Saturday, October 15, 2011

A Mild Case of The Big Bad Wolf

October 15, 2011 – A Mild Case of the Big Bad Wolf

I pass between two rogues on my way to the bus stop. Making my way down the streets is always a tricky bob and weave here in Peru.
People don’t move aside. They walk slowly in the middle of the sidewalk and vacillate erratically from one side to the other which makes passing a complicated and risky business. Sometimes they’re talking on the phone oblivious to anything but the conversation. Sometimes they stop dead right in front of me to fix their bags or think about where they are or assess the barometric pressure. Sometimes they’re just standing in the middle of the sidewalk waiting for a bus. If a group is walking they take up the entire sidewalk and don’t move aside for an approacher. Here there is no spatial awareness. None.
A lot of times I’ll be taking up as little space as I can on one side of the street and the person coming towards me on the opposite side decides to move over. Directly in my path. No one taught them that the quickest way between two points is a straight line. I don’t think they care about quickest ways. And I’m sure they don’t care about straight lines. I move to avoid a head-on collision. It’s just how it goes. The trick to walking is to pretend I’m not paying attention at all and then people move out of my way. This seems counterintuitive, I don’t know why it works, but it does. The fast and efficient part of me finds this incredibly frustrating. I want to hand out walking tips to everyone I pass. It’s that OCD part of me that want to make order out of chaos.
Be Predictable: Make a practice of staying on one side of the path while walking rather than weaving randomly from side to side. Watch your arm motions, or you may end up giving a black eye to a silently passing walker, runner or biker.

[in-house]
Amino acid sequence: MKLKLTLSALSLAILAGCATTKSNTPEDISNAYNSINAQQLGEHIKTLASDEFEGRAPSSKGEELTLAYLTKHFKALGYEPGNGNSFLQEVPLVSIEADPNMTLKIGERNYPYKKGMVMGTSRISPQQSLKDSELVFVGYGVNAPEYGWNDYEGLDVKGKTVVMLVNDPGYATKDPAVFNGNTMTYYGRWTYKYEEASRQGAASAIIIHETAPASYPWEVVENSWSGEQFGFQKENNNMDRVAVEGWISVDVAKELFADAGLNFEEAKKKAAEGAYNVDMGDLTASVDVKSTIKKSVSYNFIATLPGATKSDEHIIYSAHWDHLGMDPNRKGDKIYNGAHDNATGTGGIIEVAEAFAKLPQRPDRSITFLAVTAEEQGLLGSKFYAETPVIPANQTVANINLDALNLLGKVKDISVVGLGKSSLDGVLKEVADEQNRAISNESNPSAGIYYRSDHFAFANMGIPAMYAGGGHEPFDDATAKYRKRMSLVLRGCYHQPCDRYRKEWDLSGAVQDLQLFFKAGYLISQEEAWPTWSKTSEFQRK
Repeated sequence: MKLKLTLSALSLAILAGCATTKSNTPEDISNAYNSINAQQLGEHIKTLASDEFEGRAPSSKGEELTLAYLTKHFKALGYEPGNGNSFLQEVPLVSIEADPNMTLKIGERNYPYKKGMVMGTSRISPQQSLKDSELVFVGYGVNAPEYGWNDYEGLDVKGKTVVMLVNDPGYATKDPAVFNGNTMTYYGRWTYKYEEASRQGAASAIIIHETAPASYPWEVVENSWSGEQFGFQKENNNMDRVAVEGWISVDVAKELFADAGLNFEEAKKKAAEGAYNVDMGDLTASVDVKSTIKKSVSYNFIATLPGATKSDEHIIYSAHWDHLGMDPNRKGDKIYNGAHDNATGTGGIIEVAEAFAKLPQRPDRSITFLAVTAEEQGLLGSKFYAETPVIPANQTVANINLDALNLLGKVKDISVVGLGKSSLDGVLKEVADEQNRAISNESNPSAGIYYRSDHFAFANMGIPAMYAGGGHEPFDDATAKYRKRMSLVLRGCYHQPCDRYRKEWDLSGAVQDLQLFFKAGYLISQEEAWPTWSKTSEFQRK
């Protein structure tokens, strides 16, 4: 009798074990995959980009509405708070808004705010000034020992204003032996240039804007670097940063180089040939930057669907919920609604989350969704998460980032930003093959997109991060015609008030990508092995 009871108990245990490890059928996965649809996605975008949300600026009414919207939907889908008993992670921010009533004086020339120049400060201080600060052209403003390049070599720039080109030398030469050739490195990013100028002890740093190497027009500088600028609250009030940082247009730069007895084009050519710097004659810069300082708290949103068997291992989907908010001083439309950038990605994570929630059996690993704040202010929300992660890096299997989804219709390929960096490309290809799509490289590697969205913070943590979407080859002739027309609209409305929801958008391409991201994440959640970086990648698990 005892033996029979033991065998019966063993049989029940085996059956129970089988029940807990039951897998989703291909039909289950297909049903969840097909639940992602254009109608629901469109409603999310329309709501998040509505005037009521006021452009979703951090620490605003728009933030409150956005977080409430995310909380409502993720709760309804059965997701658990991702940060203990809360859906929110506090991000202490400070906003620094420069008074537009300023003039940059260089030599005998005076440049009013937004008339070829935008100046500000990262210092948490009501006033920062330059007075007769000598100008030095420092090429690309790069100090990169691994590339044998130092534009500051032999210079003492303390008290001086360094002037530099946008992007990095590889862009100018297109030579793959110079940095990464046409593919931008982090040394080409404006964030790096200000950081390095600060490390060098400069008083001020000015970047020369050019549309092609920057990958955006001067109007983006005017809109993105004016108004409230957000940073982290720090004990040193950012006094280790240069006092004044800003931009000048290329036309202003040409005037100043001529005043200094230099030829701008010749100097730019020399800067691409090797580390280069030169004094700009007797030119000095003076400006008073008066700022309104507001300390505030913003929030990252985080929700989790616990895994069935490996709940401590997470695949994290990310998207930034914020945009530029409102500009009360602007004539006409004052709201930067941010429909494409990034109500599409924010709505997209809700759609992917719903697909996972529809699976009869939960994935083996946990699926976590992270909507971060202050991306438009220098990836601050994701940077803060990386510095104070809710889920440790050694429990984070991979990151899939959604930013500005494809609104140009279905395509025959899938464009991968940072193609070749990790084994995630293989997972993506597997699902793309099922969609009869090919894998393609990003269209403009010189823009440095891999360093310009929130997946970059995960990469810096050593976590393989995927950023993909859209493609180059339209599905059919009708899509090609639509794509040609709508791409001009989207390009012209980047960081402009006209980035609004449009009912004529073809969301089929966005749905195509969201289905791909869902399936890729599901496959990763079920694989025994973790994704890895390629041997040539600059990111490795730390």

In proper (and predictable) fashion these two rogues don’t move together to give me more space but rather separate so that I pass between them. Whatever. I don’t worry about the path of least resistance. Any path will work just fine. Right at the parallel juncture the one to my right leans in close to my face and says, “Señorita, que bonitos ojos tienes (what pretty eyes you have)!”

I was taught to say thank you when given a compliment. However, this is not a compliment. This is a peacock feathering, a street-side pick up line, a complete load of crap. I am wearing a hat and my eyes are downcast. It’d be much more apt for him to say, “What pretty eyelids you have.”
I pretend invisibility.

Then I laugh. After I’ve turned the corner and only internally, to myself.
My! What big eyes you have, señorita!

I suddenly feel like the Big Bad Wolf.
“Rogue,” I say in a fictional reenactment, “Beware! I’ve just eaten your grandmother and if you say another word I’ll eat you too.”


  1. Here in Cusco, where I've lived for 2 1/2 years, the people have exquisite spatial awareness. I have never met any of the situations you describe. In fact, if someone unintentionally gets in my way, he or she is the first to offer a "perdon", "disculpe" or "con permiso".

  2. It must be a big city thing, Rinda. That's all I can think.